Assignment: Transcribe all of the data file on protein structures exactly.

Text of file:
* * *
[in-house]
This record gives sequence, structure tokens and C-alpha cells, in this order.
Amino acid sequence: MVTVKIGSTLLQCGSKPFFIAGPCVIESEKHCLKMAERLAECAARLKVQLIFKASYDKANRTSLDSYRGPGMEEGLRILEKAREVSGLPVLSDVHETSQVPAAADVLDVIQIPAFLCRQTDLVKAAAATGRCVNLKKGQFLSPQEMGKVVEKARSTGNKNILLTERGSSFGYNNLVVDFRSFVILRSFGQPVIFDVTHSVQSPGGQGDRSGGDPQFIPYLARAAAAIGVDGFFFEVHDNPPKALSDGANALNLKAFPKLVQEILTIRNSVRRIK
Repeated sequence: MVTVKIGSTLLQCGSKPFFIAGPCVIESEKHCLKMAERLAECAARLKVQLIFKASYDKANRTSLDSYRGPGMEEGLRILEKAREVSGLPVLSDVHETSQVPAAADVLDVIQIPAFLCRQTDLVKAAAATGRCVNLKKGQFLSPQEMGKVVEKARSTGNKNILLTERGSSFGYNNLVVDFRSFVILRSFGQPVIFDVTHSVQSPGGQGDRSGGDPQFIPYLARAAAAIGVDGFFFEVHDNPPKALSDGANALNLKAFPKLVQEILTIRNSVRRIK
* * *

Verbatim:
[in-house]
This record gives sequence, structure tokens and C-alpha cells, in this order.
Amino acid sequence: MVTVKIGSTLLQCGSKPFFIAGPCVIESEKHCLKMAERLAECAARLKVQLIFKASYDKANRTSLDSYRGPGMEEGLRILEKAREVSGLPVLSDVHETSQVPAAADVLDVIQIPAFLCRQTDLVKAAAATGRCVNLKKGQFLSPQEMGKVVEKARSTGNKNILLTERGSSFGYNNLVVDFRSFVILRSFGQPVIFDVTHSVQSPGGQGDRSGGDPQFIPYLARAAAAIGVDGFFFEVHDNPPKALSDGANALNLKAFPKLVQEILTIRNSVRRIK
Repeated sequence: MVTVKIGSTLLQCGSKPFFIAGPCVIESEKHCLKMAERLAECAARLKVQLIFKASYDKANRTSLDSYRGPGMEEGLRILEKAREVSGLPVLSDVHETSQVPAAADVLDVIQIPAFLCRQTDLVKAAAATGRCVNLKKGQFLSPQEMGKVVEKARSTGNKNILLTERGSSFGYNNLVVDFRSFVILRSFGQPVIFDVTHSVQSPGGQGDRSGGDPQFIPYLARAAAAIGVDGFFFEVHDNPPKALSDGANALNLKAFPKLVQEILTIRNSVRRIK